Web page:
# Is there a regular tree language in which the average height of a tree of size $n$ is neither $\Theta(n)$ nor $\Theta(\sqrt{n})$? [closed]

We define a regular tree language as in the book TATA: It is the set of trees accepted by a non-deterministic finite tree automaton (Chapter 1) or, equivalently, the set of trees generated by a regular tree grammar (Chapter 2). Both formalisms hold close resemblances to the well-known string analogues.

Is there a regular tree language in which the average height of a tree of size $n$ is neither $\Theta(n)$ nor $\Theta(\sqrt{n})$?

Obviously there are tree languages such that the height of a tree is linear in its size; and in the book Analytic Combinatorics it is shown e.g. that binary trees of size $n$ have average height $2\sqrt{ \pi n}$. If I understand Proposition VII.16 (p.537) of the mentioned book correctly, then there is a wide subset of regular tree languages that have average height of $\Theta(\sqrt{n})$, namely those in which the tree language is also a simple variety of trees fulfilling some extra conditions.

So I was wondering whether there is a regular tree language showing a different average height or if there is a true dichotomy for regular tree languages.

• What exactly do you mean by "regular tree language"; such generated by regular tree grammars resp. tree automata? How do these relate to simple trees as Flajolet/Sedgewick talk about? From my understanding, tree grammars fit the combinatoric framework (in particular, they do not rely on data as e.g. tries do) so general results should carry over. Commented Oct 17, 2013 at 14:48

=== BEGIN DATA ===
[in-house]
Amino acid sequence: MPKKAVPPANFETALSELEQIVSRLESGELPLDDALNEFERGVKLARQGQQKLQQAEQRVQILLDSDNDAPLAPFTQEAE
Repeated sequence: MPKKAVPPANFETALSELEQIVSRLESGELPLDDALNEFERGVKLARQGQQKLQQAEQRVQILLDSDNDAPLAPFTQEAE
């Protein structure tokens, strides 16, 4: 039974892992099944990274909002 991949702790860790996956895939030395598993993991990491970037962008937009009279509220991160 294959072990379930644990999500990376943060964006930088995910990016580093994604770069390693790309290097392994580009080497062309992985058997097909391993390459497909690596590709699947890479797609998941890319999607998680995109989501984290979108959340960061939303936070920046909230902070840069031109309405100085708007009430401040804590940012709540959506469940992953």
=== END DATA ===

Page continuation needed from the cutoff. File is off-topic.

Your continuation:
• By "regular tree language" I mean exactly what you said, i.e. the definition from the book TATA. The simple trees they talk about are a subclass of regular trees. An example regular tree class that does not belong to Flajolet's setting is the class of binary trees in which only the right-most branch may have unary nodes (I wasn't able to calculate those trees' average height so far). Commented Oct 17, 2013 at 20:42
• Note that the question has been reposted on cstheory.SE. Let's hope they find an answer over there! Commented Jan 19, 2014 at 14:45
• For those who stumble over this question: john_leo and me actually worked on this for a while in 2014; find a summary here. Commented Oct 14, 2018 at 14:10
• I’m voting to close this question because it was cross-posted. I suggest posting any answers over on TCS.SE.
– D.W.
Commented Dec 23, 2022 at 23:57